The essential humorous take on the evolution non-controversy has quickly passed into legendary status on the internet. Of course I’m speaking of the Flying Spaghetti Monster and its infinite creative unraveling as both parody and pastadigm. The Verganza site is worthy of any and all attention the reader with a sense of humor can deploy. Dig the emails and their growing revelations about the true magnitude of the noodlie mythologem.
…back in the unreal worldly…Sohel’s blog is silly but I discovered Benson College writing professor Leonard Rosen’s essay on it. Insipid is never good, but sometimes it can fuel entertaining “super insipidry”.
Here’s Rosen’s thoughtful (?) banal riff on the reconciliation of science and ID.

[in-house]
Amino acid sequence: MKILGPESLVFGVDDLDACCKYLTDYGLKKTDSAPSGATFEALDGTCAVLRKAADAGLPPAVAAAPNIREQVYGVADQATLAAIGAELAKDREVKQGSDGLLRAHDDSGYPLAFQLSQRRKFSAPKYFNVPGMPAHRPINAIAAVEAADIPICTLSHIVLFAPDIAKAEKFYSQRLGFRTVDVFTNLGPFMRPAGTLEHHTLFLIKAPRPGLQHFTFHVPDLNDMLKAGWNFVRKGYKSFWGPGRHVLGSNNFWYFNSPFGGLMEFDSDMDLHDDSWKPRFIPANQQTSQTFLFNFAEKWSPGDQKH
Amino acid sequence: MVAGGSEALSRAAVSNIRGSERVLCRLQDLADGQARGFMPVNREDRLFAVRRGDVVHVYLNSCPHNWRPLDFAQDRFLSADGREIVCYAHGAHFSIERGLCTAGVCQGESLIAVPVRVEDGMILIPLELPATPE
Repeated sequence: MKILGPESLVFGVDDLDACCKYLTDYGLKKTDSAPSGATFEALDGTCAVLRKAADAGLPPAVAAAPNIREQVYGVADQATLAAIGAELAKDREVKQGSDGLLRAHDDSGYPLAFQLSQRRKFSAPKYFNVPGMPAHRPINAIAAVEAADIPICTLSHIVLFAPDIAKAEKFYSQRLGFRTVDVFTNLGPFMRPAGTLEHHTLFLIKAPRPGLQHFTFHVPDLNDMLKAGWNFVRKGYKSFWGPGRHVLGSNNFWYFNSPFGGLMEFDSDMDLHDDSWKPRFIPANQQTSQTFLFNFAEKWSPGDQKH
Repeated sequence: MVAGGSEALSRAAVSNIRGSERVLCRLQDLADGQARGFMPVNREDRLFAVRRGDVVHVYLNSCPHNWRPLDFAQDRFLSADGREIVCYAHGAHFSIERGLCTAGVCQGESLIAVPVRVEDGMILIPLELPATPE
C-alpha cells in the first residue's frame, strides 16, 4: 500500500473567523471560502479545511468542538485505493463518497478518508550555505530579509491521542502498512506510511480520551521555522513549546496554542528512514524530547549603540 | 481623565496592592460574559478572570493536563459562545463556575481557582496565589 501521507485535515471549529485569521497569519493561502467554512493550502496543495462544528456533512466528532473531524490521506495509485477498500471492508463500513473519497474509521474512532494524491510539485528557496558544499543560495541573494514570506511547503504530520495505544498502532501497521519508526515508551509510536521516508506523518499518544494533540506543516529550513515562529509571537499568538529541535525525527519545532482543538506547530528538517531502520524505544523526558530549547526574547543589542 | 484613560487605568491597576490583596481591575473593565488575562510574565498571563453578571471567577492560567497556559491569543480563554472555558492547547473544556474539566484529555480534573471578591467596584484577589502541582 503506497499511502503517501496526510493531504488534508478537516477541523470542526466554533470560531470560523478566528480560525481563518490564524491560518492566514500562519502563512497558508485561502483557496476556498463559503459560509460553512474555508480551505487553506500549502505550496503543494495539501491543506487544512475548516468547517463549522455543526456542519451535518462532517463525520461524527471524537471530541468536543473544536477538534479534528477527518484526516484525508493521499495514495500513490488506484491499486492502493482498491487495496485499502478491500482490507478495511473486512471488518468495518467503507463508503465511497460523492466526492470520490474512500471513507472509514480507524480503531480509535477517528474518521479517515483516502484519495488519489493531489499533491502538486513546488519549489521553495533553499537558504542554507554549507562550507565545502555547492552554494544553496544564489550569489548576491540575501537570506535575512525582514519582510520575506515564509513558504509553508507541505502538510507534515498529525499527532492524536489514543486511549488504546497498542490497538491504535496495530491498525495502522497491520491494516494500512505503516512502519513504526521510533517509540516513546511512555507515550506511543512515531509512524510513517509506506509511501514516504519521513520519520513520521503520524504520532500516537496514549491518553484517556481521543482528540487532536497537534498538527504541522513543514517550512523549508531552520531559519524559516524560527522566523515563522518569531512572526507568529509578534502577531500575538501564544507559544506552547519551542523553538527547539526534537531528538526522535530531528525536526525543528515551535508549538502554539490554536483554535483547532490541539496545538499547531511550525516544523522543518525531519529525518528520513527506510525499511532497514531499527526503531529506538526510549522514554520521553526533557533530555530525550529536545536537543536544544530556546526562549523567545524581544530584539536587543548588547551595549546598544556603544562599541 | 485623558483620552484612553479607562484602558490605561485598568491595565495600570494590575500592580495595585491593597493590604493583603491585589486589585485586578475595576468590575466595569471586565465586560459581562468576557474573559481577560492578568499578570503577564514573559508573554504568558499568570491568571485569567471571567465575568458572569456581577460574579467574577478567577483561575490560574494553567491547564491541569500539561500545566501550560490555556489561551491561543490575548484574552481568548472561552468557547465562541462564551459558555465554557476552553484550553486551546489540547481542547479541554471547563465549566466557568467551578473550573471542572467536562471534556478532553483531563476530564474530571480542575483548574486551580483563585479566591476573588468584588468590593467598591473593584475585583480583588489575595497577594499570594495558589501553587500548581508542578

Biologists and intelligent designers may point to the same tiger, but because one asks how and the other why, they talk past each other. It’s a nondebate. And that’s what we can teach. Throughout history, into our own day, how and why — both, neither alone — have defined the human project. Nations that would be guided by one question, not both, usually make a mess of things. How has given us Einstein and Euclid; why, Virginia Woolf, Homer, Moses, and Mother Teresa. Have we not learned, even yet, to untangle these questions? They should be, and have ever been, debated endlessly, but never with much success in the same breath. We need both but must pursue each alone. At the end of life, no one wants another description of the tiger’s symmetry. We want what William Blake did: to know that those stripes, and our lives, are not accidents of matter colliding in the void. Until scientists, the masters of how, can give us that, we will ask why. There is no debate over intelligent design, only different ways of knowing and the mystery of tigers burning bright.